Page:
Moscow’s Turning Russian Gas Eastward, Putin Says

As Europe tries to reduce its reliance on Russian gas and other energy exports, Moscow would work to redirect its energy exports eastward, Russia’s President Vladimir Putin said on Thursday.

However, considering the fact that Russia supplies around 40% of the EU’s natural gas, Putin has stressed that European nations – the so-called partners from unfriendly countries as he branded them- wouldn’t be able to immediately ditch Russian gas despite their efforts since there’s no rational replacement it in Europe at the moment.

Russia’s energy exports have been hit by western sanctions over its invasion of Ukraine, which has complicated the financing and logistics of existing deals and is facing additional sanctions on gas and oil the EU is still debating over.

The Russian president also accused Europe of driving up prices and destabilizing the energy market by talking about cutting off energy supplies from Russia, which accounts for around a tenth of global oil production and around a fifth of gas.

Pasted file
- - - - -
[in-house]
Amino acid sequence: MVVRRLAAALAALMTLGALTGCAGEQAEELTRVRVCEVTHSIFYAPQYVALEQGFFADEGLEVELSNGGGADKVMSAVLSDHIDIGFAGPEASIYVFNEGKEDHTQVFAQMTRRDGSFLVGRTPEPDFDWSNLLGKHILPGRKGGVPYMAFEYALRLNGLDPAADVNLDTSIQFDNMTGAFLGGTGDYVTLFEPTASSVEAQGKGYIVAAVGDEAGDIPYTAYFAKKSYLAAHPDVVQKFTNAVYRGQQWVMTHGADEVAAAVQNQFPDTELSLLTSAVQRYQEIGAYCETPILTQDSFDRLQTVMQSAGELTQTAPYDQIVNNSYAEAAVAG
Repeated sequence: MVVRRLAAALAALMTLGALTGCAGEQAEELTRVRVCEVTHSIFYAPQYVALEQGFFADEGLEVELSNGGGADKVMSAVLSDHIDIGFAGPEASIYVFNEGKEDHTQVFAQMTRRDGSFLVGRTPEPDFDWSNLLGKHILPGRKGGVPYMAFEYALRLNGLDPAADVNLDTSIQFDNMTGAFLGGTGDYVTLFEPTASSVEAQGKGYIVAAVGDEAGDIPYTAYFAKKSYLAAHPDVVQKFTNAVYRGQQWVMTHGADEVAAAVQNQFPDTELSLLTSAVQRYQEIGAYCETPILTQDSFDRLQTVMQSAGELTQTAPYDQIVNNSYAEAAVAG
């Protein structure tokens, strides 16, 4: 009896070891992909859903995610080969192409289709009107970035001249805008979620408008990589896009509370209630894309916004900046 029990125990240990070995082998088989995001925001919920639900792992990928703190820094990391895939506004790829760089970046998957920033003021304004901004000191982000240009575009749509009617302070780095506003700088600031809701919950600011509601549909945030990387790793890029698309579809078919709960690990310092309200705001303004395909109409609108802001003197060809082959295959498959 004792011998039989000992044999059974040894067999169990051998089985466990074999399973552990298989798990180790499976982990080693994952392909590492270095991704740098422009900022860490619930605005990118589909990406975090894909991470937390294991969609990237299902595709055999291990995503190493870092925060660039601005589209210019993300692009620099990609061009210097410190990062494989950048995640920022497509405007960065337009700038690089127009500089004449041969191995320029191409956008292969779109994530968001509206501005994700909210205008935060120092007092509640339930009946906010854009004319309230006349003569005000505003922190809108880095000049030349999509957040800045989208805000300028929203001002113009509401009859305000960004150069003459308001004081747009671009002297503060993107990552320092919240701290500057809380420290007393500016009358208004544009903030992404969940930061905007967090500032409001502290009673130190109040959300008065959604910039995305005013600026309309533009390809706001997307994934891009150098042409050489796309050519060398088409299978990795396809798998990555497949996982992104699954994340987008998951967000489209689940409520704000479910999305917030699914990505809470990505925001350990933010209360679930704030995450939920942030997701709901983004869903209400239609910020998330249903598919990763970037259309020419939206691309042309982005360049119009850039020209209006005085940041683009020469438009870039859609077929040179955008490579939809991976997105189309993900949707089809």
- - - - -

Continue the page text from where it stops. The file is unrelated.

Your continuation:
But while EU members seek energy supplies from elsewhere – conceding themselves at the same time that they won’t be able to make do without Russian energy resources, including without natural gas – Moscow has been forging closer ties with the world’s top energy consumer China as well as with other Asian countries.

Putin, however, admitted that in order to boost energy supplies to Asia, Russia would need new infrastructure, so he ordered the government to present a plan by June 1 which will include expanding transport infrastructure.

After launching at the end of 2019 pipeline gas supplies to China, Russia agreed in February to a 30-year contract via a new pipeline, yet to be built.

That expansion would reach towards the Asia Pacific as well as countries of Africa and Latin America and will potentially include two pipelines in the Russian unified system of gas supplies – the far-eastern Sakhalin-Khabarovsk-Vladivostok and the China-bound pipeline Power of Siberia.

In theory, incorporating those pipelines in the expansion might enable Russia to switch gas flows from Europe to Asia and vice versa.

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